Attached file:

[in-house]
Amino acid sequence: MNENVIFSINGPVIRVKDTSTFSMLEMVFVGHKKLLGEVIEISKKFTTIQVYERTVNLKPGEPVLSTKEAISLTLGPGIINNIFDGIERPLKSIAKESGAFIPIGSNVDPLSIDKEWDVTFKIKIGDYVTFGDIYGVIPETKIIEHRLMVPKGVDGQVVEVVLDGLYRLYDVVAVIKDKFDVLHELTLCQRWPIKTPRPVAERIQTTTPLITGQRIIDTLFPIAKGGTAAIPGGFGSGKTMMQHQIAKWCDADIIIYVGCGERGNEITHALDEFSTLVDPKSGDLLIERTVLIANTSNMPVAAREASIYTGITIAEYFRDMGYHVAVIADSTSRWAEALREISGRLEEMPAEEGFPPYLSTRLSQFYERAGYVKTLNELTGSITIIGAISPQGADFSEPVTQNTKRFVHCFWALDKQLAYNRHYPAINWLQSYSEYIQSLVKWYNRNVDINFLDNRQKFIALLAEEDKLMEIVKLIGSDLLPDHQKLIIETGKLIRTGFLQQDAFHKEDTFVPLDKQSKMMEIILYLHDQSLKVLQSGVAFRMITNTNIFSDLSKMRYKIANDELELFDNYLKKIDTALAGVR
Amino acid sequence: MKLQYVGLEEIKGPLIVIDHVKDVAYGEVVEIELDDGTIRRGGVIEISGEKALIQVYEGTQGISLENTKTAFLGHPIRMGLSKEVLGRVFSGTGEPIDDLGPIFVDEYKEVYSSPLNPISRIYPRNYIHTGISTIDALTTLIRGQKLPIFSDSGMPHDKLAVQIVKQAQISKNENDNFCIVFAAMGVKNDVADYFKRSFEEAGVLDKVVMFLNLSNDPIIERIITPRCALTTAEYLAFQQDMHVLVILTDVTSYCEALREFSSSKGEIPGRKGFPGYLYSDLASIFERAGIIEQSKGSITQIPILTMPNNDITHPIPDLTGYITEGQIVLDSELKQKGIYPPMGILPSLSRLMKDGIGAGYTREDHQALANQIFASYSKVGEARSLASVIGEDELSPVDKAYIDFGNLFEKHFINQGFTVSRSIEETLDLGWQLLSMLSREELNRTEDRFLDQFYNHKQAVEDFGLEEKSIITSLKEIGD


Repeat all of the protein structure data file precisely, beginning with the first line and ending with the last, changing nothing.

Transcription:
[in-house]
Amino acid sequence: MNENVIFSINGPVIRVKDTSTFSMLEMVFVGHKKLLGEVIEISKKFTTIQVYERTVNLKPGEPVLSTKEAISLTLGPGIINNIFDGIERPLKSIAKESGAFIPIGSNVDPLSIDKEWDVTFKIKIGDYVTFGDIYGVIPETKIIEHRLMVPKGVDGQVVEVVLDGLYRLYDVVAVIKDKFDVLHELTLCQRWPIKTPRPVAERIQTTTPLITGQRIIDTLFPIAKGGTAAIPGGFGSGKTMMQHQIAKWCDADIIIYVGCGERGNEITHALDEFSTLVDPKSGDLLIERTVLIANTSNMPVAAREASIYTGITIAEYFRDMGYHVAVIADSTSRWAEALREISGRLEEMPAEEGFPPYLSTRLSQFYERAGYVKTLNELTGSITIIGAISPQGADFSEPVTQNTKRFVHCFWALDKQLAYNRHYPAINWLQSYSEYIQSLVKWYNRNVDINFLDNRQKFIALLAEEDKLMEIVKLIGSDLLPDHQKLIIETGKLIRTGFLQQDAFHKEDTFVPLDKQSKMMEIILYLHDQSLKVLQSGVAFRMITNTNIFSDLSKMRYKIANDELELFDNYLKKIDTALAGVR
Amino acid sequence: MKLQYVGLEEIKGPLIVIDHVKDVAYGEVVEIELDDGTIRRGGVIEISGEKALIQVYEGTQGISLENTKTAFLGHPIRMGLSKEVLGRVFSGTGEPIDDLGPIFVDEYKEVYSSPLNPISRIYPRNYIHTGISTIDALTTLIRGQKLPIFSDSGMPHDKLAVQIVKQAQISKNENDNFCIVFAAMGVKNDVADYFKRSFEEAGVLDKVVMFLNLSNDPIIERIITPRCALTTAEYLAFQQDMHVLVILTDVTSYCEALREFSSSKGEIPGRKGFPGYLYSDLASIFERAGIIEQSKGSITQIPILTMPNNDITHPIPDLTGYITEGQIVLDSELKQKGIYPPMGILPSLSRLMKDGIGAGYTREDHQALANQIFASYSKVGEARSLASVIGEDELSPVDKAYIDFGNLFEKHFINQGFTVSRSIEETLDLGWQLLSMLSREELNRTEDRFLDQFYNHKQAVEDFGLEEKSIITSLKEIGD